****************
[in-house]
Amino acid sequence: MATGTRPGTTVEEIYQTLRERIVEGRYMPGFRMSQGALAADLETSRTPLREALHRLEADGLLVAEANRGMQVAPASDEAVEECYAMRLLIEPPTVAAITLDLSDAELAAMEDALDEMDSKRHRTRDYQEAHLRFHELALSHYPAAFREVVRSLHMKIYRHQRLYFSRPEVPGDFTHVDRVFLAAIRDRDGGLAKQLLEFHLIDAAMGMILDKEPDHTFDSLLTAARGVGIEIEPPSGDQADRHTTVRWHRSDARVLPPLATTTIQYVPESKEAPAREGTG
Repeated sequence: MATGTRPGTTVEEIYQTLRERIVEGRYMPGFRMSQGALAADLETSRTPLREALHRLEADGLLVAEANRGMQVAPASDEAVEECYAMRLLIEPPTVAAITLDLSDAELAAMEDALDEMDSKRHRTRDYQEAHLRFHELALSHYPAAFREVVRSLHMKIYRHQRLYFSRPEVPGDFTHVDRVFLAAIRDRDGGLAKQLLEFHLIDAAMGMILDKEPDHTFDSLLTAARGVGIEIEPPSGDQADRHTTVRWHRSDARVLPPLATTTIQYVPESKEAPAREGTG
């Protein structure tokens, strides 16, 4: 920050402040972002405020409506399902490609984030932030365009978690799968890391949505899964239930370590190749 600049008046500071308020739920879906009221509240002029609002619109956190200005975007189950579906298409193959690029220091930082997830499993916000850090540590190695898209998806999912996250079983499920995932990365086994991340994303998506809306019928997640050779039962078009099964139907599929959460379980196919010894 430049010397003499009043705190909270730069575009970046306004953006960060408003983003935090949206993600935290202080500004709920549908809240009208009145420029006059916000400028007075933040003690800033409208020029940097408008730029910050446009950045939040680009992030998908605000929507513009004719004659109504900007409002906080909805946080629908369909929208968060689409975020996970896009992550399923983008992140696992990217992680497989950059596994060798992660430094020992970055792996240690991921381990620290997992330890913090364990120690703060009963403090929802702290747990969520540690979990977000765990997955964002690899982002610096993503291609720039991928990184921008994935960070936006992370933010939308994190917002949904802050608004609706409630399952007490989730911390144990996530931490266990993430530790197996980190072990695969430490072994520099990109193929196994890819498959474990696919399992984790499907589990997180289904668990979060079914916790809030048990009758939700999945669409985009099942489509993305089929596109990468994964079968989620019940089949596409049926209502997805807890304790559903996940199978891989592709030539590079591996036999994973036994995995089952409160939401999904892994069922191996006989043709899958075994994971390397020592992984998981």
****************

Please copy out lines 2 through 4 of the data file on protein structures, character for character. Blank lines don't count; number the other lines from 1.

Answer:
Amino acid sequence: MATGTRPGTTVEEIYQTLRERIVEGRYMPGFRMSQGALAADLETSRTPLREALHRLEADGLLVAEANRGMQVAPASDEAVEECYAMRLLIEPPTVAAITLDLSDAELAAMEDALDEMDSKRHRTRDYQEAHLRFHELALSHYPAAFREVVRSLHMKIYRHQRLYFSRPEVPGDFTHVDRVFLAAIRDRDGGLAKQLLEFHLIDAAMGMILDKEPDHTFDSLLTAARGVGIEIEPPSGDQADRHTTVRWHRSDARVLPPLATTTIQYVPESKEAPAREGTG
Repeated sequence: MATGTRPGTTVEEIYQTLRERIVEGRYMPGFRMSQGALAADLETSRTPLREALHRLEADGLLVAEANRGMQVAPASDEAVEECYAMRLLIEPPTVAAITLDLSDAELAAMEDALDEMDSKRHRTRDYQEAHLRFHELALSHYPAAFREVVRSLHMKIYRHQRLYFSRPEVPGDFTHVDRVFLAAIRDRDGGLAKQLLEFHLIDAAMGMILDKEPDHTFDSLLTAARGVGIEIEPPSGDQADRHTTVRWHRSDARVLPPLATTTIQYVPESKEAPAREGTG
């Protein structure tokens, strides 16, 4: 920050402040972002405020409506399902490609984030932030365009978690799968890391949505899964239930370590190749 600049008046500071308020739920879906009221509240002029609002619109956190200005975007189950579906298409193959690029220091930082997830499993916000850090540590190695898209998806999912996250079983499920995932990365086994991340994303998506809306019928997640050779039962078009099964139907599929959460379980196919010894 430049010397003499009043705190909270730069575009970046306004953006960060408003983003935090949206993600935290202080500004709920549908809240009208009145420029006059916000400028007075933040003690800033409208020029940097408008730029910050446009950045939040680009992030998908605000929507513009004719004659109504900007409002906080909805946080629908369909929208968060689409975020996970896009992550399923983008992140696992990217992680497989950059596994060798992660430094020992970055792996240690991921381990620290997992330890913090364990120690703060009963403090929802702290747990969520540690979990977000765990997955964002690899982002610096993503291609720039991928990184921008994935960070936006992370933010939308994190917002949904802050608004609706409630399952007490989730911390144990996530931490266990993430530790197996980190072990695969430490072994520099990109193929196994890819498959474990696919399992984790499907589990997180289904668990979060079914916790809030048990009758939700999945669409985009099942489509993305089929596109990468994964079968989620019940089949596409049926209502997805807890304790559903996940199978891989592709030539590079591996036999994973036994995995089952409160939401999904892994069922191996006989043709899958075994994971390397020592992984998981």